There are five things I want to teach my daughter. I have learned these lessons through many hardships, slip-ups, and deep periods of introspection where I isolated myself from everyone who tried to get close to me. My hope for her is that she, too, can feel like a waste of flesh, life, and oxygen before she even thinks about viewing herself as a human being deserving of love. I’m the one who gets to be her mommy, after all. It’s my job to take her little baby face, point it toward the future, and whisper, “Look at all that horrible shit that’s coming your way.” Here are the lessons she needs to learn so that she knows what pain is before it hits her, smack in the face when she least expects it:
In every tough situation, try apologizing for who you are first.
One day, someone will cut my daughter off in traffic. A barista will make her frappuccino wrong. Some guy might tell her he loves her and then decide to move to Portugal. How is she going to respond? As her momma, I hope my dear daughter reflexively blames herself.
Most people’s first response in these situations is to get angry at the person, but a real adult will turn that anger inward. People are more likely to respond positively if you apologize for having the audacity to express your needs. Just make sure to apologize quickly so as not to waste too much of the other person’s time.
I can’t wait to watch my daughter decide her needs are unimportant for the first time.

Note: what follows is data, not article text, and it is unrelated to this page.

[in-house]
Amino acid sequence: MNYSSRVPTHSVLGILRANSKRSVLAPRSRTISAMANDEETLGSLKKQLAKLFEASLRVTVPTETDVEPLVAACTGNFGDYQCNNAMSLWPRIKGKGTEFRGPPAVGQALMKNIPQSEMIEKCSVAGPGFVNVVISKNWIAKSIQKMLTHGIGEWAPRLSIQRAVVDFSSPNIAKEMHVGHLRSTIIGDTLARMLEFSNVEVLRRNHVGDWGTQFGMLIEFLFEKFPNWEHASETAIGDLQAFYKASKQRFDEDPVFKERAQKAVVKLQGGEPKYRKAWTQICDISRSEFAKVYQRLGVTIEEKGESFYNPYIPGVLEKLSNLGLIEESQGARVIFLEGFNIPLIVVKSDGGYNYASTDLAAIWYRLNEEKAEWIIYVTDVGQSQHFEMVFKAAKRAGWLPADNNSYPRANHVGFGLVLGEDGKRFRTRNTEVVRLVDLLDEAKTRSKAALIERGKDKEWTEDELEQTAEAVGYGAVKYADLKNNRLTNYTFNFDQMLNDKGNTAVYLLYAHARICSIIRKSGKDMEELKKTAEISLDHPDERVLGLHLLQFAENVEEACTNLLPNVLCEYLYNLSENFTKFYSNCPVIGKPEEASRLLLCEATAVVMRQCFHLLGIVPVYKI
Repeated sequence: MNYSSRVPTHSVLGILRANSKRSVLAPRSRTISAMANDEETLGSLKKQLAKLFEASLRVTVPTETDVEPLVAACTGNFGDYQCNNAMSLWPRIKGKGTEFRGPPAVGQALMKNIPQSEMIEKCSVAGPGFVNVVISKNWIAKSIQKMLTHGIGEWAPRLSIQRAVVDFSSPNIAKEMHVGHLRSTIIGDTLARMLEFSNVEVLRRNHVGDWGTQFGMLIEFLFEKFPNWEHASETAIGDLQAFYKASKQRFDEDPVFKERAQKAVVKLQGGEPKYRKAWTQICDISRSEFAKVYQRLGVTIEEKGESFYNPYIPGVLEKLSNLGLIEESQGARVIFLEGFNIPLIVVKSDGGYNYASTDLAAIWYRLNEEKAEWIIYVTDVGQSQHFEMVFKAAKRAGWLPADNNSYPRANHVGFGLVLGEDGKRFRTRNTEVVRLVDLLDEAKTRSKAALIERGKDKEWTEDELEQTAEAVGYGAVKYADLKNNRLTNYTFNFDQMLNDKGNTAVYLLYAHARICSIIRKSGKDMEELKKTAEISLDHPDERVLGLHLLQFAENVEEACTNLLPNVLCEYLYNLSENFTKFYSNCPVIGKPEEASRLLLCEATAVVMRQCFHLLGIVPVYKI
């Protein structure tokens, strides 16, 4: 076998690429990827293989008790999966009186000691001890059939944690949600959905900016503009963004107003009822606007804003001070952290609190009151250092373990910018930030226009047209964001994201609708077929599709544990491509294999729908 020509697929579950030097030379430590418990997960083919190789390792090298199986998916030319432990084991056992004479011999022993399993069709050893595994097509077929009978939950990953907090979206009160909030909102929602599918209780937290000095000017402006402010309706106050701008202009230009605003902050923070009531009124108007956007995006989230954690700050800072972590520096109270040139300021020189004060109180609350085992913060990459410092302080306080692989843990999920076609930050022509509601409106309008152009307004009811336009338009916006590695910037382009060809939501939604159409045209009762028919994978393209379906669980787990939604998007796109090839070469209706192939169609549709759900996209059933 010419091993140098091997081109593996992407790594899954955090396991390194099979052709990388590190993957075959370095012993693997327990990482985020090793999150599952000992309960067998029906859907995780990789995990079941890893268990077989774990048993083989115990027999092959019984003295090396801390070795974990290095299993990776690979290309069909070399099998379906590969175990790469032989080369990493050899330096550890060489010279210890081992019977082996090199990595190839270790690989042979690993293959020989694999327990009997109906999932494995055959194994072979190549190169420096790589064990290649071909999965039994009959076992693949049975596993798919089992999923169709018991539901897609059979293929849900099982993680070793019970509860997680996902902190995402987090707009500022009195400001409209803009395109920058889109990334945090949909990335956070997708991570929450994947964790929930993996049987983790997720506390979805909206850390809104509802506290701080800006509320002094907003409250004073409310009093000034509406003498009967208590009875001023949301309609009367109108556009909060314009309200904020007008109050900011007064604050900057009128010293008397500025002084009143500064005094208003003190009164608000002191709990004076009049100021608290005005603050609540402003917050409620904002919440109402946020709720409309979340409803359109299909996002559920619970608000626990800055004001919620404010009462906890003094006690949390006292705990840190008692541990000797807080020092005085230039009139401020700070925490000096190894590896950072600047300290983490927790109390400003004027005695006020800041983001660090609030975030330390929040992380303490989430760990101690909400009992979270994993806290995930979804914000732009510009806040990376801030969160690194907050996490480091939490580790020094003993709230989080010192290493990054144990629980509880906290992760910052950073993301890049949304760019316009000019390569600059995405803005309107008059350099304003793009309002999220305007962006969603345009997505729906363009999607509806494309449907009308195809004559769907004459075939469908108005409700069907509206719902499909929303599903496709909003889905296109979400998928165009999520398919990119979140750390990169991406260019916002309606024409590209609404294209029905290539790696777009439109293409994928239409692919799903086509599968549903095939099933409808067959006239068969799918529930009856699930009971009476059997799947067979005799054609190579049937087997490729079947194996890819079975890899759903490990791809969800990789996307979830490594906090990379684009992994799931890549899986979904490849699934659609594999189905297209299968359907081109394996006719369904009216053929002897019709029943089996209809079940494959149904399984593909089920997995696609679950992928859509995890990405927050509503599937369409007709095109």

If someone hurts you, take it personally.
Actually, take everything personally. It’s a known fact that if someone sets out to make you feel bad, it’s because you have an inflated sense of ego and are under the delusion that you deserve respect. People who hurt you and send you into a downward spiral of self-doubt and depression are just angels in disguise, sent by Jesus to remind you to keep your feet on the ground. That way, he won’t have to carry you. I want my daughter to be able to carry her own emotional weight.
Let the world make you bitter as soon as possible.
The world can be a difficult place to live in. Pain is inevitable. Rejection should be expected. Waxing is practically mandatory. This can really take a toll on a person. Don’t let the harshness of the world build you up; this is a common trap to fall into. Instead of getting better, get bitter. Thinking you deserve more from life will just make things worse when you get laid off for being pregnant.
People who complain are never winners. The real winners are people who softly suggest alternatives, but just as happily accept the situation as it is. While maybe it isn’t fair that things are the way they are, remember: It’s probably your fault. You still talk in that voice. You still made Paul cheat on you with another woman because of your insufferably large hips. You still own a Beanie Baby. You are the problem. I hope my daughter’s first words are, “I don’t want to talk about it.”
Live every day like it’s your last – depressed and terrified of what’s to come.
It’s not just a platitude! Living every day like it’s your last will make you in touch with the cold, hard ambivalence of the universe. It’s a lesson I hope my daughter learns by the time she has object permanence. That way, she’ll know that every good thing can be taken away forever.
My daughter may only be a baby, but one day, she’ll be a disappointment to herself and others. I can’t wait to watch her learn this fact and all the other painful realities this world has in store for her.